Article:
Following growing pressure from the White Star Line’s shareholders and J.P Morgan, an American financier, the White Star Line was absorbed into the International Mercantile Marine Co. (IMM), with J. Bruce Ismay, Thomas Ismay’s son, as chairman. The IMM would therefore control subsidiary operating corporations.
The Olympic Class Ships
Following Cunard Line’s launch of Lusitania and Mauretania, the White Star Line ordered three Olympic class liners: RMS Olympic, RMS Titanic and RMS Britannic (II). However, unlike Cunard that was renowned for its speed, the White Star Line decided to create the most luxurious vessel in the world.
RMS Olympic was the only profitable ship for the White Star Line, as RMS Titanic sunk on its maiden voyage when she hit an iceberg on 14th April 1912. Over 1,500 people lost their lives following the event, whilst 705 people were rescued by RMS Carpathia.
RMS Britannic was requisitioned by the British government as a hospital ship during WWI, before she took her maiden voyage as a passenger liner. She sank on 21st November 1916 after hitting a mine.
Life After the Olympic Class Liners
The White Star Line received to former German liners, Majestic and Homeric, as war reparations for the vessels lost following WWI. The two vessels and RMS Olympic proved to be a success on the Southampton to New York service. However, the impact of the Great Depression led to the White Star Line being purchased by the Royal Mail Steam Packet Company (RMSPC). The White Star Line was now the largest shipping company in the world, and led to the company attempting to build a thousand foot liner that would be propelled by a diesel electric propulsion system. However, financial issues halted the construction, and the ship’s keel was dismantled and used on smaller motor ships. Due to the Royal Mail Steam Packet Company’s growing financial struggles, Royal Mail Lines Limited acquired all the ships.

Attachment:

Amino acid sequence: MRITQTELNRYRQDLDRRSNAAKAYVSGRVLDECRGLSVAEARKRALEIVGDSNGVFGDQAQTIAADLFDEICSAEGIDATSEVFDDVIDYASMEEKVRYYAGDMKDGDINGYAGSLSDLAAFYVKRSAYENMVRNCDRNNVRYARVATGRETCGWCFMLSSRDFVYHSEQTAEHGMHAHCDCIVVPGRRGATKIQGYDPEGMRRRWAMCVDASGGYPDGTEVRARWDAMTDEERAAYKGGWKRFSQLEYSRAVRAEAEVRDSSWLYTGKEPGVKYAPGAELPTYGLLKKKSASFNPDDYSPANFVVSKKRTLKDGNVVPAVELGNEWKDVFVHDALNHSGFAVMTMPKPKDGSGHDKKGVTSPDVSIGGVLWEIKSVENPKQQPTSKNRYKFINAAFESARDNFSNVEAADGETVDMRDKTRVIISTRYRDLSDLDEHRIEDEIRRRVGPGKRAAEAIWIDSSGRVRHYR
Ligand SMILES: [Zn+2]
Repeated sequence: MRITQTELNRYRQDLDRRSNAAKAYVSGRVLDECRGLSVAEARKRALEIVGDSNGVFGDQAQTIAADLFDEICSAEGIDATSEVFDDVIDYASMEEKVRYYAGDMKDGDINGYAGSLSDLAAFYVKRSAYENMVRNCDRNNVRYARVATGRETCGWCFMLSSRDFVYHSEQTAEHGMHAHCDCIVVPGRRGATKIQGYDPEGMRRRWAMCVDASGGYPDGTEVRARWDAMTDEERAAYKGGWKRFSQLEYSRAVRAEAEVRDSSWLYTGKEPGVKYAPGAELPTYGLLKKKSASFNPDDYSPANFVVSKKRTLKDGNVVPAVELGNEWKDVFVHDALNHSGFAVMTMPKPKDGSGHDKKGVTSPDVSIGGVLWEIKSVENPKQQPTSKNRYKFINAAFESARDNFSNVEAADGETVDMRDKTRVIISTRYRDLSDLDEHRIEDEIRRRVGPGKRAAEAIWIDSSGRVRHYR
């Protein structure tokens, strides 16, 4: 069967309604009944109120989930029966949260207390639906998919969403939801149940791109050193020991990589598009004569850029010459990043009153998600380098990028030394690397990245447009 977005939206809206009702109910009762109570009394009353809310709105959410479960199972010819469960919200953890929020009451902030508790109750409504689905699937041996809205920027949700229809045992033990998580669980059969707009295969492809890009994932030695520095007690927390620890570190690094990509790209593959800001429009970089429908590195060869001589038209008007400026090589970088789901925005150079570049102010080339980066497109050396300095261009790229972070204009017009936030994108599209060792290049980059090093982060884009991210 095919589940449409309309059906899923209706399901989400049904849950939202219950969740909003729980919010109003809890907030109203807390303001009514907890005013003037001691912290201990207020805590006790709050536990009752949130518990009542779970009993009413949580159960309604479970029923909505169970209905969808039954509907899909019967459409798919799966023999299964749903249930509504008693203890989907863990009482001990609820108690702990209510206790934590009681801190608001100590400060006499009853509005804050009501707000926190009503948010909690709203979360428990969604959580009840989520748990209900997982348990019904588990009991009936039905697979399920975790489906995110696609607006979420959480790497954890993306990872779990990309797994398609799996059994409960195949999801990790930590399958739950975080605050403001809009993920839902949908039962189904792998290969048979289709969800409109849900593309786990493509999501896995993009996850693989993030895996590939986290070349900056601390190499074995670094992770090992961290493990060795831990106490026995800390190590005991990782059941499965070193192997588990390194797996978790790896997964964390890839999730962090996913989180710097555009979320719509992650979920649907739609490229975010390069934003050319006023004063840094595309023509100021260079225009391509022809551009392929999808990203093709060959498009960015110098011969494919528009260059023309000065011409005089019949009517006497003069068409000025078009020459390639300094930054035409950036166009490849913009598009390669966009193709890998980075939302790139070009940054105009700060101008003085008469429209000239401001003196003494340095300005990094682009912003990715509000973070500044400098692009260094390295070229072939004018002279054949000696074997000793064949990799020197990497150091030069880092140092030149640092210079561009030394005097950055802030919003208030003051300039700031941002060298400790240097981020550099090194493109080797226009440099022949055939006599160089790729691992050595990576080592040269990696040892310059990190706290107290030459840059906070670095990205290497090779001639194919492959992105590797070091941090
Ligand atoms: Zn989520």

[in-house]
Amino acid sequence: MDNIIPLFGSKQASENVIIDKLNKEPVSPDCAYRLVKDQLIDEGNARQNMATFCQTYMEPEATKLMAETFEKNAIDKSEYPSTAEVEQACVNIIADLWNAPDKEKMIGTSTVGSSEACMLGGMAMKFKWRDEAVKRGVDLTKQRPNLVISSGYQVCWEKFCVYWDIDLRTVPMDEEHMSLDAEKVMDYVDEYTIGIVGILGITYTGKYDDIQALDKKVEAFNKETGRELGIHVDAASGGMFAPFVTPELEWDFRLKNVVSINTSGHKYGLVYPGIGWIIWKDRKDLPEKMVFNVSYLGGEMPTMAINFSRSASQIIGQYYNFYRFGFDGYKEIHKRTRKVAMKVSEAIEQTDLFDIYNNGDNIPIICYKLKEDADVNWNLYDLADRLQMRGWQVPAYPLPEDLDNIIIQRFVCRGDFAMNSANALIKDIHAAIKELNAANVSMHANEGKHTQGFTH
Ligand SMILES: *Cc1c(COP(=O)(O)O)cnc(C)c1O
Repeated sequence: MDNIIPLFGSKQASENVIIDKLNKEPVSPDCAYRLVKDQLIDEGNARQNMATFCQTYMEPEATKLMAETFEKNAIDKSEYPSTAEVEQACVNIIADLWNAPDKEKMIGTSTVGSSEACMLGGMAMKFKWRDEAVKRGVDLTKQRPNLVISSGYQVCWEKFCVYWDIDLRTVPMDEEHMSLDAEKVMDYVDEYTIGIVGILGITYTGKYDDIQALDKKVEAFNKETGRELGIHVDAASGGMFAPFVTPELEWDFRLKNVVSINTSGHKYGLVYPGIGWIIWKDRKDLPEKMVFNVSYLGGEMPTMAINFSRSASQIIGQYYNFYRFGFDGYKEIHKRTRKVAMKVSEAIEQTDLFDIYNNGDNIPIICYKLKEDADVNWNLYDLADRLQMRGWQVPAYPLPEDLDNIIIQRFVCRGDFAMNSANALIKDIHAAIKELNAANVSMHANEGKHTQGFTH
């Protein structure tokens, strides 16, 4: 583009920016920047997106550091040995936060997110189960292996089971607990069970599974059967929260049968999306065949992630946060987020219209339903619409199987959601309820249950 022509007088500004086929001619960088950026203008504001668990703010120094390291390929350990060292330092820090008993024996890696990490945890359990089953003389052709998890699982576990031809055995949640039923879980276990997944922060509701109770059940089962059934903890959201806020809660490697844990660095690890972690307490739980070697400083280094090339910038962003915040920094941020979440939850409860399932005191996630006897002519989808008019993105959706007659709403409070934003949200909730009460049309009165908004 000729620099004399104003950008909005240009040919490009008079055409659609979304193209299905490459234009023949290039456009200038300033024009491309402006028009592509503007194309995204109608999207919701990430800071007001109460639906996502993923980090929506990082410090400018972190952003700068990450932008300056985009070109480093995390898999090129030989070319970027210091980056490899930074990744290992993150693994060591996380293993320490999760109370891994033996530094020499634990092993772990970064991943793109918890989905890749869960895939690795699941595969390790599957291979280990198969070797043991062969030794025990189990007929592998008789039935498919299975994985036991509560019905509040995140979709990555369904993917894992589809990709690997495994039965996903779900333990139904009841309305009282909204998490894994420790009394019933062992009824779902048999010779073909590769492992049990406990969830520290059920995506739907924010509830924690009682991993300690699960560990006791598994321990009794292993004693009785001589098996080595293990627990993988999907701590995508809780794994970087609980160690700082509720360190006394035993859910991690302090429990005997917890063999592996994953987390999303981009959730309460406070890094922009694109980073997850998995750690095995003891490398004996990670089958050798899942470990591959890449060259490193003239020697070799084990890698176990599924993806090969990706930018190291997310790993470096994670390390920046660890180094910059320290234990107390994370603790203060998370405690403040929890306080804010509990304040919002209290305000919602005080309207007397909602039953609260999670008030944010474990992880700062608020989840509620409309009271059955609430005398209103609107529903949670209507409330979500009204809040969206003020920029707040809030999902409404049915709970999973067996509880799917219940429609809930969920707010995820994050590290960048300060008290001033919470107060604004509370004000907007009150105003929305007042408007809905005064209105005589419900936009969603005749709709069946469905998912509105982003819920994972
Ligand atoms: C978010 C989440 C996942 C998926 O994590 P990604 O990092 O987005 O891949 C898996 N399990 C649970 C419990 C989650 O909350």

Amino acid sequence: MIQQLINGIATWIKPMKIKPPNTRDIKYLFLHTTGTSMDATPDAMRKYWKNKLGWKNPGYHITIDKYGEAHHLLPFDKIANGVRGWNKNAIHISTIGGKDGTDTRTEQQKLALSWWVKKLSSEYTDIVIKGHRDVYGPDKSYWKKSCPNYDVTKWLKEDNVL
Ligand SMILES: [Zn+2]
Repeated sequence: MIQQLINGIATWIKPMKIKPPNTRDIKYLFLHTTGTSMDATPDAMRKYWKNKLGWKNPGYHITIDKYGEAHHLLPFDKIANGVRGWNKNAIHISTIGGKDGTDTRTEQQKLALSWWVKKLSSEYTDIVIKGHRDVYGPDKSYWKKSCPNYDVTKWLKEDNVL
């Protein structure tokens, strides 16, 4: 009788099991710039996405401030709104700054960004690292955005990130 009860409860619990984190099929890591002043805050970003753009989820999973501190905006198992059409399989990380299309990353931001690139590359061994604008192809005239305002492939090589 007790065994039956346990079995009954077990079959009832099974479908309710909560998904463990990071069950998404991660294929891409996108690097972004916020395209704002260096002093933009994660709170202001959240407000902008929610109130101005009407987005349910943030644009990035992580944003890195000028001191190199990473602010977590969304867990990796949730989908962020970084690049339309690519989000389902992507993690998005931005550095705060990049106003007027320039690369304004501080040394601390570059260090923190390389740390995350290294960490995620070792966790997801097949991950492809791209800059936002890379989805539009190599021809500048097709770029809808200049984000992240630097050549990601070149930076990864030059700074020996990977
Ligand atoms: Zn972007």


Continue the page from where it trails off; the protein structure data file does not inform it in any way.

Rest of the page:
The new company proved to struggle just as much as its predecessor, though, as the White Star Line merged with the struggling Cunard Line in 1933, as both companies failed to cope with the falling passenger numbers caused by the Great Depression. The mergence was called on by the British government who only offered to provide assistance if the two companies formed their North Atlantic operations. The merger occurred on 10th May 1934, creating Cunard-White Star Limited.
As the White Star Line only offered 10 ships to Cunard’s 15, 62% of the company was owned by Cunard shareholders, whilst 38% was owned by White Star Line shareholders. However, it didn’t take long for Cunard to acquire the rest of the 38%, as they bought the assets and operations on 31st December 1949, and reverted back to the Cunard name on 1st January 1950.
The White Star Line’s headquarters still exists on James Street, Liverpool. It is now 30 James Street – Home of the Titanic, and we are passionate about preserving the architectural history whilst paying tribute to RMS Titanic’s passengers, crew and historical connections.